Data from: Group-specific expressions of co-feeding tolerance in bonobos and chimpanzees preclude dichotomous species generalizations
van Leeuwen, Edwin J. C. et al. (2022), Data from: Group-specific expressions of co-feeding tolerance in bonobos and chimpanzees preclude dichotomous species generalizations, Dryad, Dataset, https://doi.org/10.5061/dryad.m0cfxpp23
The human species exhibits a remarkable level of social tolerance which has propelled a plethora of behavioural expressions pivotal to our biological success. To date, the evolutionary origins of humans’ “ultra-sociality” remain unclear, despite a substantial research focus on our closest living evolutionary relatives, the great apes. Bonobos are typically portrayed as more socially tolerant than chimpanzees and consequentially (sometimes) presented as a better model to study the evolutionary roots of human sociality. Yet, the current evidence supporting such a species-level categorization is equivocal. Here, we used validated group-level co-feeding tasks to test 16 independent Pan groups living in zoo (n=9) and sanctuary (n=7) settings, representing 225 individuals. We found that the expressions of social tolerance substantially overlapped between species, thus precluding categorical inference at the species level. Instead, marked differences were observed among groups, with some bonobo groups exhibiting higher social tolerance than chimpanzee groups, and vice versa. Interestingly, substantial intergroup variation was found within species living in the same environment, which attests to Pan’s behavioural flexibility. We conclude that the pervasive dichotomy between the tolerant bonobo and the belligerent chimpanzee requires quantitative nuance, and that accurate phylogenetic tracing of (human) social behaviour necessitates estimations of intraspecific intergroup variation.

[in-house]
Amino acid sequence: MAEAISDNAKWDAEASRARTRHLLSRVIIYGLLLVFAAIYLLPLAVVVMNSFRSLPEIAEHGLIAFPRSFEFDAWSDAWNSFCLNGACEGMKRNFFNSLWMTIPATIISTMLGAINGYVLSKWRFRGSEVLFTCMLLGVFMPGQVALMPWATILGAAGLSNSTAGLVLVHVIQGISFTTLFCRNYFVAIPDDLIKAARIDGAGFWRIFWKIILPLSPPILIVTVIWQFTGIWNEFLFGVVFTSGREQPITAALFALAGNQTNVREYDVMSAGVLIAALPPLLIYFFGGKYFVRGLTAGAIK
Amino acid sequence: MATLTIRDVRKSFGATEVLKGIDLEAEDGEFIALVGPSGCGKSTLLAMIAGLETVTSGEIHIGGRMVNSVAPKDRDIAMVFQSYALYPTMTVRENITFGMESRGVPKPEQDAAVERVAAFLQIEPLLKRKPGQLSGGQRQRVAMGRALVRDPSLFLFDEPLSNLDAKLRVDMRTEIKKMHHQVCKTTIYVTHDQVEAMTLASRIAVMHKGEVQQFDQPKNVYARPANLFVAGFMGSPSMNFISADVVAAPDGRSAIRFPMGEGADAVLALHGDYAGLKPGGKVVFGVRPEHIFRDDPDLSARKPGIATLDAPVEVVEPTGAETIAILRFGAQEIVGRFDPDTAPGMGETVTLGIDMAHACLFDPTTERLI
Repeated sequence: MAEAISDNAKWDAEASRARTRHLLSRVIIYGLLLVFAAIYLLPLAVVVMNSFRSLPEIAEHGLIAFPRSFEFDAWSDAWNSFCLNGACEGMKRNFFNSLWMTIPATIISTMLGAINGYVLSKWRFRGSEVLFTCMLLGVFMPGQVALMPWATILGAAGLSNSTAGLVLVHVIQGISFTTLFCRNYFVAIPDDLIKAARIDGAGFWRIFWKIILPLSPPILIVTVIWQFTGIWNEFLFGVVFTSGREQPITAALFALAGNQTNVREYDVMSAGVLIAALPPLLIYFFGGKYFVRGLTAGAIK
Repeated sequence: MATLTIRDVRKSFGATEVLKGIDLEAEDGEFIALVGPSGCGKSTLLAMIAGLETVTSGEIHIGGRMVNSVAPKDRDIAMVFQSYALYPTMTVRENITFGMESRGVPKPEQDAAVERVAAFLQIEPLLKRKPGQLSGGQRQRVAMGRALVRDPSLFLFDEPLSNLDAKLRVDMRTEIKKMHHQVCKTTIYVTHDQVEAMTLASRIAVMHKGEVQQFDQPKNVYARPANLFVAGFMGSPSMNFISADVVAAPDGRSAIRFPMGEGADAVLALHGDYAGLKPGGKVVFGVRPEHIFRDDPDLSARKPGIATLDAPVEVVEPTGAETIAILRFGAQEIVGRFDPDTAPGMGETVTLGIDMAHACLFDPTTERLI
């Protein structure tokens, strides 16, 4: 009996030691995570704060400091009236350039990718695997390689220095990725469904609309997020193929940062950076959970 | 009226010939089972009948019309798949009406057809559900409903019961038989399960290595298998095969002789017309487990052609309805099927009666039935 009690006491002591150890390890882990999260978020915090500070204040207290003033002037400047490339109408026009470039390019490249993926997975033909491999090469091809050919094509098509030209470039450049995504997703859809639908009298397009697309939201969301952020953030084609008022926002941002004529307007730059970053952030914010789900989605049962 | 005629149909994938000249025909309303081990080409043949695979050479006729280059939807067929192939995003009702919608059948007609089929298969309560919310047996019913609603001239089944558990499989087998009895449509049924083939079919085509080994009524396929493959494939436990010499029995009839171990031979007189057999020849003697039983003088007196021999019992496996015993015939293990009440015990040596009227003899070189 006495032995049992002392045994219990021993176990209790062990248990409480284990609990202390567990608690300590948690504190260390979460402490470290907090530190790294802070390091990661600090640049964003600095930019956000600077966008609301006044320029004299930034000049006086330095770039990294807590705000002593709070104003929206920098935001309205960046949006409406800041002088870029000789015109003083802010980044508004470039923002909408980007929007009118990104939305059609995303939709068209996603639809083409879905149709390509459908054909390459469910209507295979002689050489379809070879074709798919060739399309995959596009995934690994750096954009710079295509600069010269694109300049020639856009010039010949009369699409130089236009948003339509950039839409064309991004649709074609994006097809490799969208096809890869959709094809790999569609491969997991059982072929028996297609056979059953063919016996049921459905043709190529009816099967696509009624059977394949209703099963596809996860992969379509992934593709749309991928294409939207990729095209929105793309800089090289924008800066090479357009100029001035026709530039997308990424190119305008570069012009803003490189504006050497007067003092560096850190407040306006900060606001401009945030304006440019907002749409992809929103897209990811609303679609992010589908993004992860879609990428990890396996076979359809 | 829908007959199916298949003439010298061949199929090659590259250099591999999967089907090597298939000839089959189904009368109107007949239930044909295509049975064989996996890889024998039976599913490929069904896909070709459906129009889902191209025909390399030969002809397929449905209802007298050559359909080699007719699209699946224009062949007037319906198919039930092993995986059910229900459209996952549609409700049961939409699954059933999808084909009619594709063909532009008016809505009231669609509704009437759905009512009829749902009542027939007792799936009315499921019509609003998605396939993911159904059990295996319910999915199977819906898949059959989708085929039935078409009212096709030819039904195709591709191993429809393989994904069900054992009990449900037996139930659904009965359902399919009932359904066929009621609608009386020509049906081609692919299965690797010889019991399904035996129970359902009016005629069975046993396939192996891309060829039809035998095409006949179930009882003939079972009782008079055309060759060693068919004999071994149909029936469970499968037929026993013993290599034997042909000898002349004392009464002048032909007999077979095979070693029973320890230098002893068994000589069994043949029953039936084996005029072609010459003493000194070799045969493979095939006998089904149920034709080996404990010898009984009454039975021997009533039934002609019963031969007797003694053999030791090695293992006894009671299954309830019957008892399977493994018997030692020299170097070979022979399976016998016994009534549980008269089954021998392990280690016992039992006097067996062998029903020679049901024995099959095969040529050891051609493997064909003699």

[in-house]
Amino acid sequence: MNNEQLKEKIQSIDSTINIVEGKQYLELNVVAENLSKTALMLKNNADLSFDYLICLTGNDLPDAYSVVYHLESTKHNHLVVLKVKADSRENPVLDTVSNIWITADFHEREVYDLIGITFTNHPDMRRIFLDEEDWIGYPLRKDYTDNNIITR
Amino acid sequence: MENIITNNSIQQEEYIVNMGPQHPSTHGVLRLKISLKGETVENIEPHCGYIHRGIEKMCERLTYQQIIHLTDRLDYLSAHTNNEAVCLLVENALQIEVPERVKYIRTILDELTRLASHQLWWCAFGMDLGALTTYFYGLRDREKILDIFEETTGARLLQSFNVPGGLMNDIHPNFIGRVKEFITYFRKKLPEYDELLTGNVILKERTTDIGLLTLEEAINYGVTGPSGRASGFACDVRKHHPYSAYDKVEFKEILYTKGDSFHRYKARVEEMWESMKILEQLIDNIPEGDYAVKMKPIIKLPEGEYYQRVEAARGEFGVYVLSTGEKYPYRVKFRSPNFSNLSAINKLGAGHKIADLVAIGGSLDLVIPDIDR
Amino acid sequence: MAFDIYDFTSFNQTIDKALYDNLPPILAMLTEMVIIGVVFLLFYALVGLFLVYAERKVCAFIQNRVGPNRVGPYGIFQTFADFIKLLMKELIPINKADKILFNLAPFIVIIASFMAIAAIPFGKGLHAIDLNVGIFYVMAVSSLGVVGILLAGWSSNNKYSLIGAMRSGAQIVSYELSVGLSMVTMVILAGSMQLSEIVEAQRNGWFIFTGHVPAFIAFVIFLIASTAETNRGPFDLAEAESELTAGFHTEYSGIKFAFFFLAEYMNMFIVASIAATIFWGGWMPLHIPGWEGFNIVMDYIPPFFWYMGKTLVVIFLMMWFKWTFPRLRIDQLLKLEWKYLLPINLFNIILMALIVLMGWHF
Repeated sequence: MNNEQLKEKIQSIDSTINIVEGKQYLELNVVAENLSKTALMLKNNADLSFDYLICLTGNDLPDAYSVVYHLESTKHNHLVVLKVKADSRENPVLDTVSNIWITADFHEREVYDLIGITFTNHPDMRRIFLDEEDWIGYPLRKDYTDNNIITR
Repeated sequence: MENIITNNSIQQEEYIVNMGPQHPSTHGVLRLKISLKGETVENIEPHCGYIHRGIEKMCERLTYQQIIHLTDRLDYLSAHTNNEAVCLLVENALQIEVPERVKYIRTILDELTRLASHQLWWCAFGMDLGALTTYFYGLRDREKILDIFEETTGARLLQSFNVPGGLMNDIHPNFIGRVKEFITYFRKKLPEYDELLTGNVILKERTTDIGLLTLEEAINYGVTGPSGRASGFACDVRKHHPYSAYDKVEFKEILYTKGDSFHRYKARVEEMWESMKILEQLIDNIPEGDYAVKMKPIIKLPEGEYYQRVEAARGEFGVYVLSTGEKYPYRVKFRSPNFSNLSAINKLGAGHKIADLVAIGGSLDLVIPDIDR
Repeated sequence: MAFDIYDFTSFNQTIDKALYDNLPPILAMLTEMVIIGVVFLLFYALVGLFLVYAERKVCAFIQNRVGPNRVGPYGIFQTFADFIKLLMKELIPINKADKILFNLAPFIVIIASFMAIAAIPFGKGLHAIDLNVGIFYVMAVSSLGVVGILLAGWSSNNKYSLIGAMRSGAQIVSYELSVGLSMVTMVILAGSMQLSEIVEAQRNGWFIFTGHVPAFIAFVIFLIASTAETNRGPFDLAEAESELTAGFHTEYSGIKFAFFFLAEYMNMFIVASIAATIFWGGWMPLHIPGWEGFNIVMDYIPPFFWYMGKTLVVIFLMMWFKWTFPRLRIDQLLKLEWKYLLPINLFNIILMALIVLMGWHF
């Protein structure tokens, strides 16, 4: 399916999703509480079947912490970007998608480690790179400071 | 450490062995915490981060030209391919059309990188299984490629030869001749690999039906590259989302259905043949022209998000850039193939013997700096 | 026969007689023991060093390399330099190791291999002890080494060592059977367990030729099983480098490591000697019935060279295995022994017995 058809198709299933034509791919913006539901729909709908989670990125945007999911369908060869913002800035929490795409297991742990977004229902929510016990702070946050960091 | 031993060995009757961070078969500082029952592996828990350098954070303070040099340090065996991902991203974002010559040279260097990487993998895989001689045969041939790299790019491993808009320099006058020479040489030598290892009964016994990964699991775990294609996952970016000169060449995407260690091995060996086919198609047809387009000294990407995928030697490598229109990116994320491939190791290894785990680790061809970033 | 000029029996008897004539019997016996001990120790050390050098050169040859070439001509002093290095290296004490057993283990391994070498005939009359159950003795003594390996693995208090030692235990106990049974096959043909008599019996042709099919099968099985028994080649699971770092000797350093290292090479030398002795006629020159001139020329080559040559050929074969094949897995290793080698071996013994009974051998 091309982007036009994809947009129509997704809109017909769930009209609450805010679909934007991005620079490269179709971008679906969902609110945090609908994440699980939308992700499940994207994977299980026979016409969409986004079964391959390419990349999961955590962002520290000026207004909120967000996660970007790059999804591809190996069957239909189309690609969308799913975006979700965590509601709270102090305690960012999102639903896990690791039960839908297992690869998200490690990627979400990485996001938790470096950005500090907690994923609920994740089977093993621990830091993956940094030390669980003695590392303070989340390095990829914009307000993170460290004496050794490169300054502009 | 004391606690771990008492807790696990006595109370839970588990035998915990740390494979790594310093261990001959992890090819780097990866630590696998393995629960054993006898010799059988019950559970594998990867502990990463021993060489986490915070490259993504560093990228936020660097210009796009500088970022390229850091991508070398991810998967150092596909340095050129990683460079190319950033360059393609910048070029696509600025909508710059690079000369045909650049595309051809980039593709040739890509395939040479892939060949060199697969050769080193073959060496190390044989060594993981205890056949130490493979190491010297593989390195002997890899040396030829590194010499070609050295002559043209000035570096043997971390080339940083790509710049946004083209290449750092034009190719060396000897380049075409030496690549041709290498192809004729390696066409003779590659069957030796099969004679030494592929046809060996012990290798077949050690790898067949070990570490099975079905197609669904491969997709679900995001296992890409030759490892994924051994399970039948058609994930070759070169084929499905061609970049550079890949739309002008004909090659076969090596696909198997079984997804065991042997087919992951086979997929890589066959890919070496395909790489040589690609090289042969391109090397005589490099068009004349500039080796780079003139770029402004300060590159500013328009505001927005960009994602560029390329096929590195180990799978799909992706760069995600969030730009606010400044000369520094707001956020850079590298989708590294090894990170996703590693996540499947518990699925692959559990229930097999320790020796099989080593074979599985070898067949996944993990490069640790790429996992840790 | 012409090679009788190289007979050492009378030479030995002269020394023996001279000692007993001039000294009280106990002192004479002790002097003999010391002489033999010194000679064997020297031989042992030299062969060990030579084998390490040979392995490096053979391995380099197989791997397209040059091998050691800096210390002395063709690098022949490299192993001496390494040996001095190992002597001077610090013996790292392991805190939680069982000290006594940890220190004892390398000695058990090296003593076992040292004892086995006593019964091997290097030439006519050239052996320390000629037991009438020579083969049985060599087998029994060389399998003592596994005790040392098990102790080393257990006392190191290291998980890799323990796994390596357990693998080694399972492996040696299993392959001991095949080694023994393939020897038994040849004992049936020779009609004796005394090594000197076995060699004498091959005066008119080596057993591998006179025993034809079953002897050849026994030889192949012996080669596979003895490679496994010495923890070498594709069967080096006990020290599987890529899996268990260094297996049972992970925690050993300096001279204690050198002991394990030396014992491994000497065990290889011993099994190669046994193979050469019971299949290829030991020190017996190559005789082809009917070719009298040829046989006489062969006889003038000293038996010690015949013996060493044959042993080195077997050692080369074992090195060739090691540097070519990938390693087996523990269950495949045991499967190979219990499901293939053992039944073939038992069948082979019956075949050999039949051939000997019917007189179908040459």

Research Foundation Flanders, Award: 12Q5419N
Templeton World Charity Foundation ‘Diverse Intelligences’, Award: XXXX
Research Foundation Flanders, Award: 12W5318N